Despite the fact that chronic pain is one of the most expensive ailments in the United States today, almost nothing is known about the condition. Nobody knows the mechanisms behind it, nobody knows why some people develop it while others don’t, even with the exact same injury, and nobody really knows how to treat it.
Luckily, it turns out that chronic pain is all just in their heads.
That might infuriate sufferers of chronic pain, as I’m sure plenty of people tell them that they’re just being weak or that they’re faking it. However, I did mean that statement literally.
A new 10-year study from Northwestern University is the first to hint at the origins of chronic disease – physical differences in the brain between those who develop the condition and those who don’t. Specifically, chronic pain sufferers seem to have more communication between the prefrontal cortex and the nucleus accumbens.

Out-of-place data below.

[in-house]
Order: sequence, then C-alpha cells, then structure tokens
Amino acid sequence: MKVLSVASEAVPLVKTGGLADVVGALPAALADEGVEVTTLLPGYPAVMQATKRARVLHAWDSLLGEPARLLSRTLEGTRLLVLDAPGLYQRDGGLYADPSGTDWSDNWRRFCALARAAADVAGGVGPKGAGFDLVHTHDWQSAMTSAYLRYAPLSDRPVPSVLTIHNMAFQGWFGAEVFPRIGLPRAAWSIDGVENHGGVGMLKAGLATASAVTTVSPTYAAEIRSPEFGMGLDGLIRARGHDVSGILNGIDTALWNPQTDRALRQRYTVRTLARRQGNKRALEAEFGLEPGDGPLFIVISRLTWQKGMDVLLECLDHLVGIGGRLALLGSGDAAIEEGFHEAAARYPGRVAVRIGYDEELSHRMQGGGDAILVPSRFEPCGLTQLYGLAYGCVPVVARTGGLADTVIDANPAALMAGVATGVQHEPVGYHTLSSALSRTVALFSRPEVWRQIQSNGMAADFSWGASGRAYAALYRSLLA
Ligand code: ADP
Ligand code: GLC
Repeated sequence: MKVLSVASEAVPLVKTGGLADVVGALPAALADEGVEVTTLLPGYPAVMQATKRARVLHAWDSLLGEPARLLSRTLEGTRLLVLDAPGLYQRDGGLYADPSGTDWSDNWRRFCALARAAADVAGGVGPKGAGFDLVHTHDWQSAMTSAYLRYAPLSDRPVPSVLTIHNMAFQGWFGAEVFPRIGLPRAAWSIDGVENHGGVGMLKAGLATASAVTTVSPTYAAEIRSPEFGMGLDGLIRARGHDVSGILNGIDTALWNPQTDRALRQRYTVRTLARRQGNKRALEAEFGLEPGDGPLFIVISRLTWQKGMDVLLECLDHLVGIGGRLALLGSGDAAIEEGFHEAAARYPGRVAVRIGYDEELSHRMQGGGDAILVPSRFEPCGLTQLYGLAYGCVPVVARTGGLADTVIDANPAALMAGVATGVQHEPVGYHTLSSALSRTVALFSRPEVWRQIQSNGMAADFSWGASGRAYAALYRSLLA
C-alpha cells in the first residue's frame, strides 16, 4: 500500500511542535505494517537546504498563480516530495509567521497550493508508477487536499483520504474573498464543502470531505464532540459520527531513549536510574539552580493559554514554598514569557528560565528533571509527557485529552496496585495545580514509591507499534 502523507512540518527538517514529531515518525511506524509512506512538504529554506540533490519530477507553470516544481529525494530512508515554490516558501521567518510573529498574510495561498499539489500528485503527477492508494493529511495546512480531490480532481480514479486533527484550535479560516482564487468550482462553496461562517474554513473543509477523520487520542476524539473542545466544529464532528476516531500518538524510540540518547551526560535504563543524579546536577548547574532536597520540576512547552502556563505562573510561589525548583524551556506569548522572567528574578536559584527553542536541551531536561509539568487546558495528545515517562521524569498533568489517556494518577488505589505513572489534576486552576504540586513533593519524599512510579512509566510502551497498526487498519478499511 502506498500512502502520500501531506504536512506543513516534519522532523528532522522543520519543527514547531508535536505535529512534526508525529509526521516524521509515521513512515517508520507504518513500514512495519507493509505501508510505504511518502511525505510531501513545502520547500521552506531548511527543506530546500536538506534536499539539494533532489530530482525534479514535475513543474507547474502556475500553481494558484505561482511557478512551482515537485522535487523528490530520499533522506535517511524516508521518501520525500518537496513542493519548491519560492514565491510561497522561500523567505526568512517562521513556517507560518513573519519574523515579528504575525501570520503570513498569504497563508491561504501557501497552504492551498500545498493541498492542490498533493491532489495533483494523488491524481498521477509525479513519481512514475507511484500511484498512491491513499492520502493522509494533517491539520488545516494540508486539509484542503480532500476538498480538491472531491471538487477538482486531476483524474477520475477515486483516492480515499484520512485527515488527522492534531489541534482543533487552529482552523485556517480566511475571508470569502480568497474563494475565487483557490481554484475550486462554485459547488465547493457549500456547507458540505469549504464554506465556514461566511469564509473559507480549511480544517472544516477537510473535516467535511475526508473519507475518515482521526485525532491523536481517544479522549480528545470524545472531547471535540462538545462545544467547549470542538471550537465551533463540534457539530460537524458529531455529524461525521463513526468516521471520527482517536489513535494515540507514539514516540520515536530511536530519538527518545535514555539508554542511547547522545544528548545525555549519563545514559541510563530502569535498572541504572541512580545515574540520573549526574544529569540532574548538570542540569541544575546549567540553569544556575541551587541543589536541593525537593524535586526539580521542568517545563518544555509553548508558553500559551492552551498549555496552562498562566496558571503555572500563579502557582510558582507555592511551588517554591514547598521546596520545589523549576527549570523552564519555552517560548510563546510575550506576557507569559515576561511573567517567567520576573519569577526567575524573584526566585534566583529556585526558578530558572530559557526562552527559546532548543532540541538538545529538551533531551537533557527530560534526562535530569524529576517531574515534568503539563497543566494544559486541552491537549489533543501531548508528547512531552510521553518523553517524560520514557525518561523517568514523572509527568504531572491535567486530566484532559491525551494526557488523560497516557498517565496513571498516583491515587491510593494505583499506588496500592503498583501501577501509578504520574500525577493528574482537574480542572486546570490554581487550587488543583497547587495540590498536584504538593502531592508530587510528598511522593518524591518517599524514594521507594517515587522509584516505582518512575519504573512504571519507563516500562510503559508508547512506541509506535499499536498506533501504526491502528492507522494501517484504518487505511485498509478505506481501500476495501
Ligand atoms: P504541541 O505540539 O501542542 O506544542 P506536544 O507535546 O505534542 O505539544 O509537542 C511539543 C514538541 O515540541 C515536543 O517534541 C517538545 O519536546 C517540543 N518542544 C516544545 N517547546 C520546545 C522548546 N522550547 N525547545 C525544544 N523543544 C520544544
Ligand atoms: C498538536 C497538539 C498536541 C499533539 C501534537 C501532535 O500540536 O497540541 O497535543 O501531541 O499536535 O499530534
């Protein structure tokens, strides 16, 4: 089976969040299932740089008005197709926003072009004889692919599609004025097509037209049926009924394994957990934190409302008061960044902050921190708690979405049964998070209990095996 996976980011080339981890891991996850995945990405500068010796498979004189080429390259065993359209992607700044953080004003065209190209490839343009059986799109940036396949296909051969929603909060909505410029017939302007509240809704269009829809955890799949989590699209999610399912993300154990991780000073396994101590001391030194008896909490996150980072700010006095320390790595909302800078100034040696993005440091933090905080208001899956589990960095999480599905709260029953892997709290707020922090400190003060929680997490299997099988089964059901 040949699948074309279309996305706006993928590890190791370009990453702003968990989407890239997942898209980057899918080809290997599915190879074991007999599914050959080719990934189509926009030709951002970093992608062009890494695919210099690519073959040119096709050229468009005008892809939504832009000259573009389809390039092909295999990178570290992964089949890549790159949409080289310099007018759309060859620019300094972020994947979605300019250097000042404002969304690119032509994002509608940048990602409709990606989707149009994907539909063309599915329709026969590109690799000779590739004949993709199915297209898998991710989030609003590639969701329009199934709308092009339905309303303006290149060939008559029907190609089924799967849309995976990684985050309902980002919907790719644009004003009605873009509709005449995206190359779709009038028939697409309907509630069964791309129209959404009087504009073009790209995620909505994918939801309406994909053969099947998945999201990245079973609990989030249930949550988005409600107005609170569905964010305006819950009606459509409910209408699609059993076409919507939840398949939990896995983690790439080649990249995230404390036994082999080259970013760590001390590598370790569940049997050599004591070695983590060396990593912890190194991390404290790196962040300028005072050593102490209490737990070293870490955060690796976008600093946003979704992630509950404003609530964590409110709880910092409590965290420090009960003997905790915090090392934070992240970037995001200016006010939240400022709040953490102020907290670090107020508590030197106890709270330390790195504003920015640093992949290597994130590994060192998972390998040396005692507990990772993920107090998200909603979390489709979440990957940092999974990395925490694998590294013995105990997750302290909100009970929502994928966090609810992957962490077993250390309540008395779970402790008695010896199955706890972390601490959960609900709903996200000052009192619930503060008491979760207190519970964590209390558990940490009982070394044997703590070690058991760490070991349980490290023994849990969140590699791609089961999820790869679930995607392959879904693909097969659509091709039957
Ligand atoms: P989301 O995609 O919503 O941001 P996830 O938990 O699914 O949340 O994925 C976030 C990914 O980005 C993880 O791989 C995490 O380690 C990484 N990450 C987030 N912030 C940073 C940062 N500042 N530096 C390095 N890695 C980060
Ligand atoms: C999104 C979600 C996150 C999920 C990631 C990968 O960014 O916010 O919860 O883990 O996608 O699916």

For all of you non-brain-surgeons out there, those are the areas related to emotional and motivational behavior. It seems as though the more emotionally the brain reacts to the initial injury, the more likely the pain will persist after the injury ahs healed. Additionally, the nucleus accumbens helps teach the rest of the brain how to evaluate and react to stimuli, and it may use the pain signal to teach the rest of the brain to develop chronic pain.
Researchers took 40 patients without any prior back pain who had been clinically diagnosed as recently developing it and scanned their brains. After three subsequent checkups and brain scans, the scientists discovered they could use these differences in brain communication to predict who would then go on to develop chronic pain with an 85 percent accuracy rate.
Why people’s brains communicate differently, however, is still a mystery. It could be that people have intrinsic differences in how these brain regions communicate. Or, it could be the result of external influences. Whatever the reasons, lead author A. Vania Apakarian hopes that this discover y will lead to new therapies for the 30 to 40 million sufferers of chronic pain in the United States alone.